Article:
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This question is mainly based on GME (though applies to any short example) and whether there’s logic in retail investors holding their long position.

Is there logic in this thinking: “I’m going to keep hold of my GME shares, because hedge funds (who are short) have to buy back the shares at a later date, which will cause the price to rise, at which point I can sell”?

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  • Are you primarily wondering if people not selling did cause the GME short-squeeze, or if there is any logic to the thinking that even now people should band together and not sell to force another short squeeze? – Hart CO Feb 5 at 22:40
  • I was wondering whether there is logic in people not selling their GME shares now, because they suspect the price will spike when hedge funds have to cash in (ie when the shorts have to cash in, does that cause the prices to spike because they’re buying lots of shares, so the retail investor could sell at the top?) – Jake Bedford Feb 5 at 23:49
  • I suspect the majority of people still holding now simply aren't emotionally ready to book the loss. – quid Feb 6 at 8:53
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Buying volume takes place at the ask price and it puts upward pressure on the security when it exceeds selling volume.

Selling volume takes place at the bid price and it puts downward pressure on the security when it exceeds buying volume.

For every trade there is a buyer and a seller. In and of itself, that doesn't move price. It's the net aggregate volume on one side that moves price in that direction.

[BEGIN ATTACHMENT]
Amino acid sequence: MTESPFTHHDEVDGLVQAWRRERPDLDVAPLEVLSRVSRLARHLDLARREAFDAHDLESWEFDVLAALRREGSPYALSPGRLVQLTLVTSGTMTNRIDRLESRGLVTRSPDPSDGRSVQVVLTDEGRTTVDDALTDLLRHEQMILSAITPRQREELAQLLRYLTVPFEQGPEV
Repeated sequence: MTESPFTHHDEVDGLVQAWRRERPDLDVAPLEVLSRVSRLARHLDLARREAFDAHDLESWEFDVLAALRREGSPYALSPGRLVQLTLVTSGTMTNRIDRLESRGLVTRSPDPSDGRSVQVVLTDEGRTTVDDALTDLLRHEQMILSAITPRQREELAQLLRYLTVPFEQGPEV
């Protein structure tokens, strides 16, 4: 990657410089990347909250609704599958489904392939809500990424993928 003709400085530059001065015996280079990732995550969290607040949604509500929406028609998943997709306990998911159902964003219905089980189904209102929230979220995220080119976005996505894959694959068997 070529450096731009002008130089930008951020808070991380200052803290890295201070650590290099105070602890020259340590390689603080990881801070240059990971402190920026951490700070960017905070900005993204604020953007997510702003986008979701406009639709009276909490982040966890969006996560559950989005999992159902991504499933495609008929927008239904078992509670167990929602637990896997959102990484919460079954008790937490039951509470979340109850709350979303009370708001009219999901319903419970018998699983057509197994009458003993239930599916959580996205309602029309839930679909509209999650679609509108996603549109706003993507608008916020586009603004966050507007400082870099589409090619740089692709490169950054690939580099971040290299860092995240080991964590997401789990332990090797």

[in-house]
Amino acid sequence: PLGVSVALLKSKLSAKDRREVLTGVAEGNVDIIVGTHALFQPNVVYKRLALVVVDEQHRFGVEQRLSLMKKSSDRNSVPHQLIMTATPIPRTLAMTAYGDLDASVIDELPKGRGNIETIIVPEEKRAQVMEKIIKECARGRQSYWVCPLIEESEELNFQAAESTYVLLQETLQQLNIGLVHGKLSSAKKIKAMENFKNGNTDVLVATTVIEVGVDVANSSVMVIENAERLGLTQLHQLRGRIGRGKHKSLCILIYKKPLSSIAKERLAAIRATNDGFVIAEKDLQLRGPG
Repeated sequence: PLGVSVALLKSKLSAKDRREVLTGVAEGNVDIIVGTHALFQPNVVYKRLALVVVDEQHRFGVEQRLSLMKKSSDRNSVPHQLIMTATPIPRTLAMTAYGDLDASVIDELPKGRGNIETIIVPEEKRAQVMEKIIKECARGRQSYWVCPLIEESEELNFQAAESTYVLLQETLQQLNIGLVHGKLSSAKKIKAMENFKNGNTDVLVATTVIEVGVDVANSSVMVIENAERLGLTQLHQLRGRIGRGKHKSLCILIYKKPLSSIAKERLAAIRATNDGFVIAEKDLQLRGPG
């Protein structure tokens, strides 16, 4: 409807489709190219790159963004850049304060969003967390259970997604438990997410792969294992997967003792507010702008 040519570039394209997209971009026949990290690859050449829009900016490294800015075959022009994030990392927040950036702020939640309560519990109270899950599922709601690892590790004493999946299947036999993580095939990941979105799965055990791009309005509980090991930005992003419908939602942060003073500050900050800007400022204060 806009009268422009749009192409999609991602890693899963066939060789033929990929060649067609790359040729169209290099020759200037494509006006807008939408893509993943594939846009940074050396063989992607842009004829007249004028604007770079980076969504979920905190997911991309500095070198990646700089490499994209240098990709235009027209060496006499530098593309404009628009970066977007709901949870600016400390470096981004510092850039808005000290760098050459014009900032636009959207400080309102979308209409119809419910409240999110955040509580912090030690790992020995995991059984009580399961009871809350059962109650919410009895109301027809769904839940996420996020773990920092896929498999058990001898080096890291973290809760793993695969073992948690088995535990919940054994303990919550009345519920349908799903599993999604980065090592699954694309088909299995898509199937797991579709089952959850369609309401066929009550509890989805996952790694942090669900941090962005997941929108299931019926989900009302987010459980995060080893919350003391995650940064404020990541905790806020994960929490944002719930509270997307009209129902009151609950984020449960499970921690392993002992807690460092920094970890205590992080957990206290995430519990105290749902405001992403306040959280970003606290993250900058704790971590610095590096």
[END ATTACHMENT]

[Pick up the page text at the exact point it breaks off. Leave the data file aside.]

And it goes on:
If many owners withhold their long shares from the market, that reduces the supply available for sale. Couple that with share price rising and shorts buying to cover their losing positions, you have the basis of a short squeeze.

Where this falls apart is that GME traded an average of more than 100 million shares a day during its two week share price ascent. Your several hundred or several thousand share position is a nothing burger in the face of that.

Your focus should be on maximizing your gain from the short squeeze up move of nearly $500 rather than hoping that holding onto your shares will make more money for you (it didn't with GME). A bird in hand?

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Yes and no. Yes there can be some logic behind it for GME (and other cases specifically), but no generally the logic is “flawed”.

First let’s remember what shorting a stock means: You borrow a stock from someone (usually a broker), for an agreed period of time. When that period is up, you give the stock back. In between, you sell that stock in the market and hope for the price to drop, and then you buy it back again before you need to deliver it back to its rightful owner. Essentially you sell something that you don’t own, hence you are one stock short.

The benefit of this is the opposite of buying stocks, where you hope for the price to go up; here you hope (expect) the prices to go down.

So what happens if the price doesn’t go down before you need to deliver the stock back? You loose money (potentially infinite if the price explodes).